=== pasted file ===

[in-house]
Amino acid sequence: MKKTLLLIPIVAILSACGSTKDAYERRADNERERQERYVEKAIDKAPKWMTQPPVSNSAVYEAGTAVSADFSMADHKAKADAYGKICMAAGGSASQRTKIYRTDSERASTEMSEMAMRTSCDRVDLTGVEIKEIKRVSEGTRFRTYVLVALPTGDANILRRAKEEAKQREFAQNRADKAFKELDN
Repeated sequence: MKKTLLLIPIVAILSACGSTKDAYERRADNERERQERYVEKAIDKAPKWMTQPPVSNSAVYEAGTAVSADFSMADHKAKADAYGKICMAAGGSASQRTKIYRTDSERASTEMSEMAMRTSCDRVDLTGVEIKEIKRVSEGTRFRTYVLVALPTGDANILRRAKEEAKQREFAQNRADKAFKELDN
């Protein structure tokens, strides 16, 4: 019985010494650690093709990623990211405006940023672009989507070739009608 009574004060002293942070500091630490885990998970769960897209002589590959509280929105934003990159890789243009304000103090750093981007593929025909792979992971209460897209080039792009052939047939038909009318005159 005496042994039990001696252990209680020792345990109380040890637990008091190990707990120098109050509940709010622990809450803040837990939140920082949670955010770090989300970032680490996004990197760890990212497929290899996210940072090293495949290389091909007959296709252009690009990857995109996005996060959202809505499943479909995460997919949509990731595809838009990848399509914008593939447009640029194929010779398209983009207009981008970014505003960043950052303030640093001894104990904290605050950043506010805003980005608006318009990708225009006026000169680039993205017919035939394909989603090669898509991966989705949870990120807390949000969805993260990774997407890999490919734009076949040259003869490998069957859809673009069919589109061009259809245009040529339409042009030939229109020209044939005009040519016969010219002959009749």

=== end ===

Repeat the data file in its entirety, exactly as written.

[in-house]
Amino acid sequence: MKKTLLLIPIVAILSACGSTKDAYERRADNERERQERYVEKAIDKAPKWMTQPPVSNSAVYEAGTAVSADFSMADHKAKADAYGKICMAAGGSASQRTKIYRTDSERASTEMSEMAMRTSCDRVDLTGVEIKEIKRVSEGTRFRTYVLVALPTGDANILRRAKEEAKQREFAQNRADKAFKELDN
Repeated sequence: MKKTLLLIPIVAILSACGSTKDAYERRADNERERQERYVEKAIDKAPKWMTQPPVSNSAVYEAGTAVSADFSMADHKAKADAYGKICMAAGGSASQRTKIYRTDSERASTEMSEMAMRTSCDRVDLTGVEIKEIKRVSEGTRFRTYVLVALPTGDANILRRAKEEAKQREFAQNRADKAFKELDN
């Protein structure tokens, strides 16, 4: 019985010494650690093709990623990211405006940023672009989507070739009608 009574004060002293942070500091630490885990998970769960897209002589590959509280929105934003990159890789243009304000103090750093981007593929025909792979992971209460897209080039792009052939047939038909009318005159 005496042994039990001696252990209680020792345990109380040890637990008091190990707990120098109050509940709010622990809450803040837990939140920082949670955010770090989300970032680490996004990197760890990212497929290899996210940072090293495949290389091909007959296709252009690009990857995109996005996060959202809505499943479909995460997919949509990731595809838009990848399509914008593939447009640029194929010779398209983009207009981008970014505003960043950052303030640093001894104990904290605050950043506010805003980005608006318009990708225009006026000169680039993205017919035939394909989603090669898509991966989705949870990120807390949000969805993260990774997407890999490919734009076949040259003869490998069957859809673009069919589109061009259809245009040529339409042009030939229109020209044939005009040519016969010219002959009749």